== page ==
Wednesday, March 02, 2011

Living for God's Glory: An Introduction to Calvinism by Joel R. Beeke

Living for God's Glory: An Introduction to Calvinism,
Joel R. Beeke, Reformation Trust, 2008, 416pp.

When Joel Beeke gave the main addresses at the Evangelical Movement of Wales' Aberystwyth Conference a few years ago, he was asked which of his many books he would most like people to read. He opted for this one. I've profited from Beeke's ministry on number of occasions and I've frequently found his writings helpful, so with his commendation in mind I toddled off to the conference bookshop and invested in this tome.

Despite its size (a hefty 400-pager) and title, the book isn't at all heavy going. I read it through on Sunday evenings, when I'm often feeling a little weary and brain dead.

Beeke's aim is to show that Calvinism isn't simply a set of doctrines. As the title shows, it is all about living for God's glory. The writer devotes a chapter to the history of Calvinism and then endeavours to define what he calls "Calvinism in the Mind",  by which he means Calvinistic theology. Somewhat stereotypically he defines Calvinistic theology in terms of the good ol' "Five Points of Calvinism". Now, I'm all in favour "TULIP" theology, but as Beeke himself acknowlages, the "Five Points" were never meant to be a handy summary of Calvinistic teaching in the round. They were simply the Reformed response to the Arminian five point Remonstrance at the Synod of Dort. So, why allow Arminians to set the agenda? It makes Calvinists seem defensive and obsessively polemical. Besides, it is reductionistic to discuss "Calvinism in the Mind" mainly in terms of the Five Points. Whence Calvin's emphasis on divine self-revelation, or union with Christ, or justification by faith alone? Beeke's treatment of the Five Points is helpful enough, but we really do need to be more imaginative in our attempts to commend Calvinism in all its breadth and depth to the wider Evangelical movement.

However we define it, Calvinism isn't all in the mind. In the next section Beeke turns to "Calvinism in the Heart". This is better, especially Michel Haykin's chapter on Cultivating the Spirit. Beeke's own explorations of Calvin's God-exalting piety and sanctification in Puritan thought and practice give a real insight into the Reformed faith's robustly biblical and deeply practical teaching on the Christian life. Beeke's essays are informed by his wide reading of Puritan authors, but on pursuing the chapter endnotes I was a little disappointed that some of his choice quotes had been culled from books of quotations like John Blanchard's Gathered Gold. I might be getting overly fussy and cantankerous in my old age, and this is a meant to be a popular rather than scholarly work, but please!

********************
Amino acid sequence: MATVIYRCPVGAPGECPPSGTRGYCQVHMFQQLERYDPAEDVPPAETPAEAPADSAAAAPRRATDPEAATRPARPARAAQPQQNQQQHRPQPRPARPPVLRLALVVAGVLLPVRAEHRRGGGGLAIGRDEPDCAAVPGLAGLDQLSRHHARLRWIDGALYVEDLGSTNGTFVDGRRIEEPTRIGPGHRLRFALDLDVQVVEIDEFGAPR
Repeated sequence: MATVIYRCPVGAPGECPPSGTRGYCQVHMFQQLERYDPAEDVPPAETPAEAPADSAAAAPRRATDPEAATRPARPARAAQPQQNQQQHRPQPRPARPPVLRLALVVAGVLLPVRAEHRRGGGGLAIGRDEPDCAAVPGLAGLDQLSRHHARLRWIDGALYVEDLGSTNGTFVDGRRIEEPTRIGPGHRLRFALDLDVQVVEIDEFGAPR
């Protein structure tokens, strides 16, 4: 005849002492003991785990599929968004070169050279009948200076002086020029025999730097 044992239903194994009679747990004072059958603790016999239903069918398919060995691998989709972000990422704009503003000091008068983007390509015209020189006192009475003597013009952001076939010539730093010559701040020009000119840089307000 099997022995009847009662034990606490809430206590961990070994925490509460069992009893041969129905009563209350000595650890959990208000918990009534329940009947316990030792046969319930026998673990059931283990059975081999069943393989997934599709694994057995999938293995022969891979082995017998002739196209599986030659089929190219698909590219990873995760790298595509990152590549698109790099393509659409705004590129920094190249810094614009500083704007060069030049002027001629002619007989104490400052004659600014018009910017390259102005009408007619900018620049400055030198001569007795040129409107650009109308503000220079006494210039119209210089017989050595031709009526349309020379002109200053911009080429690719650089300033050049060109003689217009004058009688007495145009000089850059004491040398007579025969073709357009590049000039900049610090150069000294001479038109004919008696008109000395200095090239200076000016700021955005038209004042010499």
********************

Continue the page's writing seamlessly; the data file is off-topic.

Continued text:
The Reformation was all about the re-formation of the church along scriptural lines so it is good that a major part of the book is devoted to "Calvinism in the Church". Useful material here on church government and discpline by Derek Thomas, worship by Ray Lanning and preaching by Robert Oliver and Beeke. Essays on Calvin's evangelism and Puritan evangelism are a reminder that the Reformed faith when properly understood is not at all inimical to evangelistic zeal. Au contraire.

"Calvinism in Practice" includes essays on marriage, the family, work, politics and ethics, showing that Calvinism offers a theology for the whole of life. Good stuff.

Sinclair Ferguson's excellent piece on doxological Calvism concludes the book. He relates an anecdote from the writings of B. B. Warfield. There was violent rioting in an American city. A man spied a stranger walking calmly up the road. As the stranger passed by the man turned  and asked him, "What is the chief end of man?" To which he replied, "Man's chief end is to glorify God and enjoy him for ever." They had recognised from each other's unruffled demeanor that each was a "Shorter Catechism boy". That is doxological Calvinism - living for the glory of God and knowing the peace that comes from resting in a sovereign God.

1 comment:

Ben said...

Thank you, and I very much share your view on the five points. I too am all in favour of them all, and they may provide a useful way in, but they are far from adequate in comprehending what Warfield, I think called 'a vision of the majesty of God'.

I'm far from happy though, to read that apparently the mind/heart false dichotomy is given further currency in this book. This is surely entirely unscriptural, the heart in Biblical anthropology being the seat of everything including a person's rational, intellectual capacity. Delineating the heart as exclusively the sphere of emotional life is a modern, Romantic idea.

'Its size' not 'it's size', in your first para.